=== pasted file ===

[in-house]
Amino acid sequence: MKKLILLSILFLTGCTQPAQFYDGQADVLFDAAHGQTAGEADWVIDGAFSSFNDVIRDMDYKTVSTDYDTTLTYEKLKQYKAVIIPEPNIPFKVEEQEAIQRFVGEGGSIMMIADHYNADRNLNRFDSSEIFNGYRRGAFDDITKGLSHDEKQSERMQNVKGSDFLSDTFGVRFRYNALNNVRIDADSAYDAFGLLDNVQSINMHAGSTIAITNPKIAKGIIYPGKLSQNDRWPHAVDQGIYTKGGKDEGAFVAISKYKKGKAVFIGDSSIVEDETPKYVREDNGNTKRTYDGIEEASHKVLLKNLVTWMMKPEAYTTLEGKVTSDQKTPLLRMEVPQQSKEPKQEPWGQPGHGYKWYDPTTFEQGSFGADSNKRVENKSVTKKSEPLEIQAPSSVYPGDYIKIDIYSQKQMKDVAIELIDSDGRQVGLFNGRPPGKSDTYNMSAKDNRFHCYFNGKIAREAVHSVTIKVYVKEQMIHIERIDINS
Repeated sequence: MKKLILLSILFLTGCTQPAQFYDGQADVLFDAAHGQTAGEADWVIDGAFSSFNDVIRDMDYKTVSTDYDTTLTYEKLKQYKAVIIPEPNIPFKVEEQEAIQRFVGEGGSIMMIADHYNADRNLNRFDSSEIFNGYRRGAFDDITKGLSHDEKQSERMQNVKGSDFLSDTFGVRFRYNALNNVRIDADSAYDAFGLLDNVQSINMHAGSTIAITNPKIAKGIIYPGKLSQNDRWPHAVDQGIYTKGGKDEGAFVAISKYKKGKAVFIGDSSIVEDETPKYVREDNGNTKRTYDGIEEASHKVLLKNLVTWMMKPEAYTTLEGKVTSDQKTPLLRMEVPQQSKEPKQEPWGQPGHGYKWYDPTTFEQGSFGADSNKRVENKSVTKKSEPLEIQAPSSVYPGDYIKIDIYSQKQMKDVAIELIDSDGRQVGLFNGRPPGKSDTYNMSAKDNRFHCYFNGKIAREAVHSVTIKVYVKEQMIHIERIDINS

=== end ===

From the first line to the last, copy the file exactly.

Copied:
[in-house]
Amino acid sequence: MKKLILLSILFLTGCTQPAQFYDGQADVLFDAAHGQTAGEADWVIDGAFSSFNDVIRDMDYKTVSTDYDTTLTYEKLKQYKAVIIPEPNIPFKVEEQEAIQRFVGEGGSIMMIADHYNADRNLNRFDSSEIFNGYRRGAFDDITKGLSHDEKQSERMQNVKGSDFLSDTFGVRFRYNALNNVRIDADSAYDAFGLLDNVQSINMHAGSTIAITNPKIAKGIIYPGKLSQNDRWPHAVDQGIYTKGGKDEGAFVAISKYKKGKAVFIGDSSIVEDETPKYVREDNGNTKRTYDGIEEASHKVLLKNLVTWMMKPEAYTTLEGKVTSDQKTPLLRMEVPQQSKEPKQEPWGQPGHGYKWYDPTTFEQGSFGADSNKRVENKSVTKKSEPLEIQAPSSVYPGDYIKIDIYSQKQMKDVAIELIDSDGRQVGLFNGRPPGKSDTYNMSAKDNRFHCYFNGKIAREAVHSVTIKVYVKEQMIHIERIDINS
Repeated sequence: MKKLILLSILFLTGCTQPAQFYDGQADVLFDAAHGQTAGEADWVIDGAFSSFNDVIRDMDYKTVSTDYDTTLTYEKLKQYKAVIIPEPNIPFKVEEQEAIQRFVGEGGSIMMIADHYNADRNLNRFDSSEIFNGYRRGAFDDITKGLSHDEKQSERMQNVKGSDFLSDTFGVRFRYNALNNVRIDADSAYDAFGLLDNVQSINMHAGSTIAITNPKIAKGIIYPGKLSQNDRWPHAVDQGIYTKGGKDEGAFVAISKYKKGKAVFIGDSSIVEDETPKYVREDNGNTKRTYDGIEEASHKVLLKNLVTWMMKPEAYTTLEGKVTSDQKTPLLRMEVPQQSKEPKQEPWGQPGHGYKWYDPTTFEQGSFGADSNKRVENKSVTKKSEPLEIQAPSSVYPGDYIKIDIYSQKQMKDVAIELIDSDGRQVGLFNGRPPGKSDTYNMSAKDNRFHCYFNGKIAREAVHSVTIKVYVKEQMIHIERIDINS